A known specimen cell for spectrometers is bounded by a plane mirror-coated bottom and a plane mirrorcoated upper surface which enclose an acute angle, so that the light for irradiation is reflected up and down several times. As the distance apart of the upper surface and the bottom diminishes towards the side remote from the light incidence, the angles enclosed by the normals of the respective mirror faces and the incident or reflected light beam decrease continuously until, at definite places, the light beam is at right angles to both these faces and, in the course of further reflection, reverses and leaves the cell partially unused.

In other known optical systems, an imaging effect is produced by the mirror themselves, or imaging systems are located between the mirrors. Not only are the optical elements of such systems rather intricate and difficult to adjust, but the demands on constancy of adjustment are most exacting, so that even slight errors in manufacture and setting will rule out the possibility of an infinity of reflections, even if all other requirements are duly met.

The present invention aims at providing an optical system in which a beam of parallel rays can be reflected an infinity of times without the necessity of optical imaging elements, and which is easier to manufacture and more reliable in operation than the known systems of the kind.

To this end the invention consists in an optical system for multiple reflection of an incident beam of parallel light rays between a first and a second plane mirror, characterized by two refracting glass prisms which are located between the mirrors and whose refracting edges remote from each other are parallel, the one of the prisms being traversed by the beam only at the moment of incidence and immediately after reflection by the second mirror, and the other of the prisms being traversed by the beam only immediately after reflection by the first mirror. The refracting prisms are far easier to manufacture and adjust than are the aspherical optical elements used herebefore. The rays of the beam between the prisms are precisely parallel to each other, and the dimension of the cross sectional area of the beam is reduced after each passage of the rays through a prism.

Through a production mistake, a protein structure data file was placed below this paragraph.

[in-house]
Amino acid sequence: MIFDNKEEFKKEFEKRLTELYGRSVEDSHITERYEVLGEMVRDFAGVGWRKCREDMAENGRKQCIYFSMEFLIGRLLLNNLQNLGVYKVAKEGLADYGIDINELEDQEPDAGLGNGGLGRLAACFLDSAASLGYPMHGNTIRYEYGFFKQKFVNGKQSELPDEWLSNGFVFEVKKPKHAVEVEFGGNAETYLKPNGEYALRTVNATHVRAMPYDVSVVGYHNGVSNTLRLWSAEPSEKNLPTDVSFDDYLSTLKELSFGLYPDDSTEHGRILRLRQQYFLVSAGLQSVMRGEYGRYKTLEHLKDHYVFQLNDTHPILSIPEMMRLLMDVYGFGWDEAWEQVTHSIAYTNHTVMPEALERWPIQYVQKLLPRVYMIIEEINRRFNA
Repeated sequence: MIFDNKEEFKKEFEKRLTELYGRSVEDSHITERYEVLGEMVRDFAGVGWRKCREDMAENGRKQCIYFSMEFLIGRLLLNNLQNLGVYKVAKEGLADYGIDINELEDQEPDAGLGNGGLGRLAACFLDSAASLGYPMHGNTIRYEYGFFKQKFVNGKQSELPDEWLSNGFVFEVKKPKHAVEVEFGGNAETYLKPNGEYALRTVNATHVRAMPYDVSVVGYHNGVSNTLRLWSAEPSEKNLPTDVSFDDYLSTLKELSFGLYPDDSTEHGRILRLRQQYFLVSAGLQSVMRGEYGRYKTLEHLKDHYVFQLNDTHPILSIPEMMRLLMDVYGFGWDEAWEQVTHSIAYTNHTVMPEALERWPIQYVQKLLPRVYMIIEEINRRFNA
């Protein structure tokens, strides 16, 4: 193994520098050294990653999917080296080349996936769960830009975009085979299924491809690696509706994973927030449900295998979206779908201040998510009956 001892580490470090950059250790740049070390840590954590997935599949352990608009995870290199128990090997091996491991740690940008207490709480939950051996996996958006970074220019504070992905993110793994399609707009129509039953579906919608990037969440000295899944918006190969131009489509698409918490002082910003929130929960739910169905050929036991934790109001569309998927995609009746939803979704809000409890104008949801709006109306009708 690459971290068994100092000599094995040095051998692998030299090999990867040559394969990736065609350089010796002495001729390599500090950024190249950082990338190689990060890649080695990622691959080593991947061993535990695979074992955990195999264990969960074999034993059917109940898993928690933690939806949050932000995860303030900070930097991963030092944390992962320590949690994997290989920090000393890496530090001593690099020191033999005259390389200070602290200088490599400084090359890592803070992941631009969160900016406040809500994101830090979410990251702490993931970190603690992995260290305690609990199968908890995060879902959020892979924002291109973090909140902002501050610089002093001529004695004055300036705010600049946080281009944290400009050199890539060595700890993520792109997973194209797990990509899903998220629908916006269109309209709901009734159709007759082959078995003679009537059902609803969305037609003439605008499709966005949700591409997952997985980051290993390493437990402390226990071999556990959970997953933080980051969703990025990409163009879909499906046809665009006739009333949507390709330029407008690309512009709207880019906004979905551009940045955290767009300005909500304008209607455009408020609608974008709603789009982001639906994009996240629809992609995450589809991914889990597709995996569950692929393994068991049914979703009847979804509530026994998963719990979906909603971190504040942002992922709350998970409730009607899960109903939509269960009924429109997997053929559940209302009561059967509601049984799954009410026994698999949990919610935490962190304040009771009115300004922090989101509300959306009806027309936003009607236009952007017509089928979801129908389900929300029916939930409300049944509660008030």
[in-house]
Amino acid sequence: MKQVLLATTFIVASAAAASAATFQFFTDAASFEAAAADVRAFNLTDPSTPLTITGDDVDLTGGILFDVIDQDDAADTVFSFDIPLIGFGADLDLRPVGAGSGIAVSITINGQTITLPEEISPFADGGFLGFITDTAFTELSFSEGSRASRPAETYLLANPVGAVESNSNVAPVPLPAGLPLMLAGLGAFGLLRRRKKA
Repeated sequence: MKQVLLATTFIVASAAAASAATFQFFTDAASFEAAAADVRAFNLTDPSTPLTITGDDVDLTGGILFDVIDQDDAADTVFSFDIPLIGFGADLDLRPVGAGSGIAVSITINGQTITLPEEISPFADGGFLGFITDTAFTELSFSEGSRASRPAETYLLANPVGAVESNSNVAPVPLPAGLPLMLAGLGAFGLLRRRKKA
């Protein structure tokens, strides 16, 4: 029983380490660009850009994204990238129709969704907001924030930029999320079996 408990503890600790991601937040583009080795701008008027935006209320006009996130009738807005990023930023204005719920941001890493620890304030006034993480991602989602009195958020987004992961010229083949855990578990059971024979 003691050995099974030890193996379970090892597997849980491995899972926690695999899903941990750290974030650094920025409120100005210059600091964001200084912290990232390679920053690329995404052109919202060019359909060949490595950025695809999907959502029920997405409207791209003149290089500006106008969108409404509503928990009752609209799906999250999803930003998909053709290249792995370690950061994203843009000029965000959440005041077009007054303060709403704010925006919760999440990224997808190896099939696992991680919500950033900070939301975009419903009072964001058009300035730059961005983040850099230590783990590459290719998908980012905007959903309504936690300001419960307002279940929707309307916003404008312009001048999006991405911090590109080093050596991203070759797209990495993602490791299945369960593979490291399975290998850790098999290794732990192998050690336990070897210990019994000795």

To ensure that every part of the space between the prisms is traversed by the beam of parallel rays, it is advisable to provide that those cathete (or the short sides of a rectangular triangle) surfaces of the refracting prisms which are not struck by the rays are in alignment with each other in a plane. The ray path is particularly advantageous if the prisms are rectangular and, moreover, if their cathete surfaces struck by the incident beam are at right angles to this beam. It is furthermore advisable, for example for purposes of adjustment, to provide that the mirrors are displaceable parallel to the incident beam. For changing the distance apart of the refracting prisms, at least one of these prisms and its conjugate mirror may be displaceable parallel to the incident beam.